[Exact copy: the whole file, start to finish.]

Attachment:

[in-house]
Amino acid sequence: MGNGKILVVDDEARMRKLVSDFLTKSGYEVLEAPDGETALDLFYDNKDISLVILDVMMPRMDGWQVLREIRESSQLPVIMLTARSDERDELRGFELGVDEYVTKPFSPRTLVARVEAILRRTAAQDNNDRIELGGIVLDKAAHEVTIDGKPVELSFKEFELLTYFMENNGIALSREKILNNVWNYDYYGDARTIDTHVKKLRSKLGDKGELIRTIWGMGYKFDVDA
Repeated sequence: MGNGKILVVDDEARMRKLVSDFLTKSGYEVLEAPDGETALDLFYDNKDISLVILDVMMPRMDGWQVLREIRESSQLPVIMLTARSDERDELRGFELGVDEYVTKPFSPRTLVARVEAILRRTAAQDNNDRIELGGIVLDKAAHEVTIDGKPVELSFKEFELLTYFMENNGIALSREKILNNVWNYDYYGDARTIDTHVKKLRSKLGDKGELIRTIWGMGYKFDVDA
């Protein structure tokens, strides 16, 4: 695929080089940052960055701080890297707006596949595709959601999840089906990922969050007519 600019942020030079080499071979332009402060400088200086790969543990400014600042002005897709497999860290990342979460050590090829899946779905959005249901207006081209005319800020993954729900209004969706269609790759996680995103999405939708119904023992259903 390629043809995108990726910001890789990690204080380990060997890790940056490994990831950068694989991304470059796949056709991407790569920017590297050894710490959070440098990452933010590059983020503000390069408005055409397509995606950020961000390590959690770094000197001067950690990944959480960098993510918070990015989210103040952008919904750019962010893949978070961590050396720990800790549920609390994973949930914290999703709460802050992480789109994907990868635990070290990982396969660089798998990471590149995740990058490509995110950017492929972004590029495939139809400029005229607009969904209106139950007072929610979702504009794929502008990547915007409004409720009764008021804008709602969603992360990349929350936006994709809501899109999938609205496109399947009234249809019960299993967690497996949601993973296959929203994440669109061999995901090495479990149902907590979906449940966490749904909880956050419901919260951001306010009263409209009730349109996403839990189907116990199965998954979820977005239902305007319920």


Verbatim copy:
[in-house]
Amino acid sequence: MGNGKILVVDDEARMRKLVSDFLTKSGYEVLEAPDGETALDLFYDNKDISLVILDVMMPRMDGWQVLREIRESSQLPVIMLTARSDERDELRGFELGVDEYVTKPFSPRTLVARVEAILRRTAAQDNNDRIELGGIVLDKAAHEVTIDGKPVELSFKEFELLTYFMENNGIALSREKILNNVWNYDYYGDARTIDTHVKKLRSKLGDKGELIRTIWGMGYKFDVDA
Repeated sequence: MGNGKILVVDDEARMRKLVSDFLTKSGYEVLEAPDGETALDLFYDNKDISLVILDVMMPRMDGWQVLREIRESSQLPVIMLTARSDERDELRGFELGVDEYVTKPFSPRTLVARVEAILRRTAAQDNNDRIELGGIVLDKAAHEVTIDGKPVELSFKEFELLTYFMENNGIALSREKILNNVWNYDYYGDARTIDTHVKKLRSKLGDKGELIRTIWGMGYKFDVDA
């Protein structure tokens, strides 16, 4: 695929080089940052960055701080890297707006596949595709959601999840089906990922969050007519 600019942020030079080499071979332009402060400088200086790969543990400014600042002005897709497999860290990342979460050590090829899946779905959005249901207006081209005319800020993954729900209004969706269609790759996680995103999405939708119904023992259903 390629043809995108990726910001890789990690204080380990060997890790940056490994990831950068694989991304470059796949056709991407790569920017590297050894710490959070440098990452933010590059983020503000390069408005055409397509995606950020961000390590959690770094000197001067950690990944959480960098993510918070990015989210103040952008919904750019962010893949978070961590050396720990800790549920609390994973949930914290999703709460802050992480789109994907990868635990070290990982396969660089798998990471590149995740990058490509995110950017492929972004590029495939139809400029005229607009969904209106139950007072929610979702504009794929502008990547915007409004409720009764008021804008709602969603992360990349929350936006994709809501899109999938609205496109399947009234249809019960299993967690497996949601993973296959929203994440669109061999995901090495479990149902907590979906449940966490749904909880956050419901919260951001306010009263409209009730349109996403839990189907116990199965998954979820977005239902305007319920």